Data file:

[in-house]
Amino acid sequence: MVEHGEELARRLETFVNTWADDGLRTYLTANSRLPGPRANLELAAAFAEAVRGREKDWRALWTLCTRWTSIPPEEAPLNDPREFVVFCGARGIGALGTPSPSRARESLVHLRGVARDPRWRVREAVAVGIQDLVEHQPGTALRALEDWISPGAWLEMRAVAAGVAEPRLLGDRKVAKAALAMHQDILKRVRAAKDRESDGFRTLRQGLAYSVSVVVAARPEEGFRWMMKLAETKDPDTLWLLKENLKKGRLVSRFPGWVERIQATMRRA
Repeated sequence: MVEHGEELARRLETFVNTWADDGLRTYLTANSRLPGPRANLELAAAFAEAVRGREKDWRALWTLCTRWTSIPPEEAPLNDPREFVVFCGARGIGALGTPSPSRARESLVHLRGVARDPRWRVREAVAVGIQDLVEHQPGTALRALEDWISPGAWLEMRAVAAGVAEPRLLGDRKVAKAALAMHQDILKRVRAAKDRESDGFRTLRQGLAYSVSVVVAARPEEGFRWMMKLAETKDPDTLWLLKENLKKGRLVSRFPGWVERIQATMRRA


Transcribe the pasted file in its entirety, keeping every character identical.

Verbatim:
[in-house]
Amino acid sequence: MVEHGEELARRLETFVNTWADDGLRTYLTANSRLPGPRANLELAAAFAEAVRGREKDWRALWTLCTRWTSIPPEEAPLNDPREFVVFCGARGIGALGTPSPSRARESLVHLRGVARDPRWRVREAVAVGIQDLVEHQPGTALRALEDWISPGAWLEMRAVAAGVAEPRLLGDRKVAKAALAMHQDILKRVRAAKDRESDGFRTLRQGLAYSVSVVVAARPEEGFRWMMKLAETKDPDTLWLLKENLKKGRLVSRFPGWVERIQATMRRA
Repeated sequence: MVEHGEELARRLETFVNTWADDGLRTYLTANSRLPGPRANLELAAAFAEAVRGREKDWRALWTLCTRWTSIPPEEAPLNDPREFVVFCGARGIGALGTPSPSRARESLVHLRGVARDPRWRVREAVAVGIQDLVEHQPGTALRALEDWISPGAWLEMRAVAAGVAEPRLLGDRKVAKAALAMHQDILKRVRAAKDRESDGFRTLRQGLAYSVSVVVAARPEEGFRWMMKLAETKDPDTLWLLKENLKKGRLVSRFPGWVERIQATMRRA